The first is to ensure that the temperature is set to between 120 and 125 degrees. Anything higher is excessive, and can cause burns. The other solution is to install a tankless water heater. This type of heater, which does not use a tank, saves energy because it only heats your water when you turn on a hot tap. That is, there is no tank to keep warm throughout the day.
5. Washer and dryer
Laundry is another household task that is unavoidable. The more people in your home, the higher your electricity bill will run from doing laundry. In order to combat the high nature of laundry costs, you can take a few measures.
First, wash with cold water. Washing with hot water can damage clothes anyway, but using hot water means using electricity. Second, air dry whatever clothes you can. This isn’t always possible, but if you can save even a load per month by hanging clothes on a line outside, it will make a difference in your electricity bill.
A modern convenience is also a modern electricity hot. The good news is that most families, even large ones, won’t run the dishwasher every day. The bad news is that in order to power modern dishwashers you’ll expend plenty of electricity. How can you cut back on this?
The first way is to hand wash when you can. If your top rack fills faster than your bottom rack, hand wash some items that go on the top rack — and vice versa. That way you can ensure that you’re running your dishwasher when it is filled to capacity.
7. Oven and stove
Families that cook at home save a lot of money. They’re not spending on fast food and other take out that can run up food budgets. But they’re also using plenty of electricity with the oven and stove. Here’s how you can cut down if you cook at home most nights.
- Time your oven. Know exactly how long it takes to preheat to 350, 400, 425, and 450 degrees. Then you won’t waste any time.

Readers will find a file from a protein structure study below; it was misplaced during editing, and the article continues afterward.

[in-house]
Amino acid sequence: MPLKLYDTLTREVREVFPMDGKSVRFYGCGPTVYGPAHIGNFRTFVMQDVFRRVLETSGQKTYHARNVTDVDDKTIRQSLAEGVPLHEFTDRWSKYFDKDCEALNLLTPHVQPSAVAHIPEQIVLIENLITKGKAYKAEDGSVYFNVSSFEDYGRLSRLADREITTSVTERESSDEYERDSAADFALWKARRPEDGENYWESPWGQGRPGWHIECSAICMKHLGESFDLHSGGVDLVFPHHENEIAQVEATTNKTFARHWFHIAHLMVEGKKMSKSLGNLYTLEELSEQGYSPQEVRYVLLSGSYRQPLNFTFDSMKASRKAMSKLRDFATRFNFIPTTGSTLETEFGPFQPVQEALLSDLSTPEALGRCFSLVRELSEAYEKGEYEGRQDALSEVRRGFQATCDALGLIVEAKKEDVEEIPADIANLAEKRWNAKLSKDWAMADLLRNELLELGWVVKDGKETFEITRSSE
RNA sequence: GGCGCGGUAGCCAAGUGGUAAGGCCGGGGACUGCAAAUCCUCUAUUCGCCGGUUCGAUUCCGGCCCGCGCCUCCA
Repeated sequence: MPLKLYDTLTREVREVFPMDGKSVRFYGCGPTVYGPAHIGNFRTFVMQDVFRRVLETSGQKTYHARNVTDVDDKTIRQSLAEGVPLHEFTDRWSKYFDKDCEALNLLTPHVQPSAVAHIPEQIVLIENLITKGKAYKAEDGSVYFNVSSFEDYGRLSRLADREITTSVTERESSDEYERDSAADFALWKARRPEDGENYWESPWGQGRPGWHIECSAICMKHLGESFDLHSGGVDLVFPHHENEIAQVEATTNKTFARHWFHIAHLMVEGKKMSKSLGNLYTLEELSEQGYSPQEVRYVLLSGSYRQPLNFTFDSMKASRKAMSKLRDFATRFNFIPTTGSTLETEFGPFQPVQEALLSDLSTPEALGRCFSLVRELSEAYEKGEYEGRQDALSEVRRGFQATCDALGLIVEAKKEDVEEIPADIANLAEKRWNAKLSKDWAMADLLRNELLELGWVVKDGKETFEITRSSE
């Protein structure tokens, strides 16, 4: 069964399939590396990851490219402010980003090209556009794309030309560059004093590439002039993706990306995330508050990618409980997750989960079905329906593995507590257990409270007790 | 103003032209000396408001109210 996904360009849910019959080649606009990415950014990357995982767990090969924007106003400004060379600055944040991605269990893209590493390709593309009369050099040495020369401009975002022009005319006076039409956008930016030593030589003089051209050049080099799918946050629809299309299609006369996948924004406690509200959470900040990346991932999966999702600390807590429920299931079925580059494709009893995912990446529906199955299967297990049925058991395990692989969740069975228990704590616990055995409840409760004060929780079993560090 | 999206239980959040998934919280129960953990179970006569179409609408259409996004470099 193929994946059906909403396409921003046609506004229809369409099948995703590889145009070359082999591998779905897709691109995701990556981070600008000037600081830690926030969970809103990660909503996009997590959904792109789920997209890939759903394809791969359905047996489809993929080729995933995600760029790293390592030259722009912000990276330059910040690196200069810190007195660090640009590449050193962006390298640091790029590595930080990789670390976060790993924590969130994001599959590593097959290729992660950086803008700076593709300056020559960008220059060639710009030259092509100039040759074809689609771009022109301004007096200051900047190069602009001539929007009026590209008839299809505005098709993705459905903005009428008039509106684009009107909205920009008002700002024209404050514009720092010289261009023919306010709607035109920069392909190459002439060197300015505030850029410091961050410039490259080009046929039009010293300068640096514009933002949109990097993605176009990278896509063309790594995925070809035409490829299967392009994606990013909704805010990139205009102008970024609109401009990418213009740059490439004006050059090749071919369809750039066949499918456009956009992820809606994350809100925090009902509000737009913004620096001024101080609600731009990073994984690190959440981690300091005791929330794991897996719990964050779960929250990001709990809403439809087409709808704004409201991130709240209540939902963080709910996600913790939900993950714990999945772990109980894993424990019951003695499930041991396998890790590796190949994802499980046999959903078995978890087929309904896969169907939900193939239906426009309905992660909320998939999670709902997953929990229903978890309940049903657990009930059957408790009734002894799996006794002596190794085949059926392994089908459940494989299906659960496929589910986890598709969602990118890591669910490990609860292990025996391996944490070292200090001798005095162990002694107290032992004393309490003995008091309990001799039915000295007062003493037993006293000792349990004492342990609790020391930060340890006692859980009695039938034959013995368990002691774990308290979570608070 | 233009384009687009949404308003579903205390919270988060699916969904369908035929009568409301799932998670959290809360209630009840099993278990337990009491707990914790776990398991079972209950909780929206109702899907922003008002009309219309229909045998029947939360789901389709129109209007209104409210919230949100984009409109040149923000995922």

- Pan fry when possible. Your range uses less electricity than your oven, so if you can pan fry something it will use less energy than baking.
- Go gas. Yes, it’s a big change, but gas not only costs less than electricity, but it is also better for stovetop cooking.
8. Desktop PC
The more you use your computer, the more energy it consumes. If you’re using your computer not only for internet browsing, but also as a media machine, you’re going to use lots of energy. And really, there is no alternative if this is how you use your computer. As you’ll see in the next section, the other ways to consume media will also run up your electricity bill.
If you think you can save energy by moving your media from your PC to your television, think again. While your computer consumes more energy alone than your television, your TV consumes plenty itself. Not only that, but for media functions you probably need other components. Add a video game system, a DVD/BluRay player, and other devices, and now you’re consuming as much electricity as your PC.
10. Vacuum cleaner
Want to save energy? Clean up less. Of course, that’s not really feasible. You might use your vacuum cleaner only a few times a week, but it really eats through electricity when it’s on. The only practical way to conserve is to vacuum faster.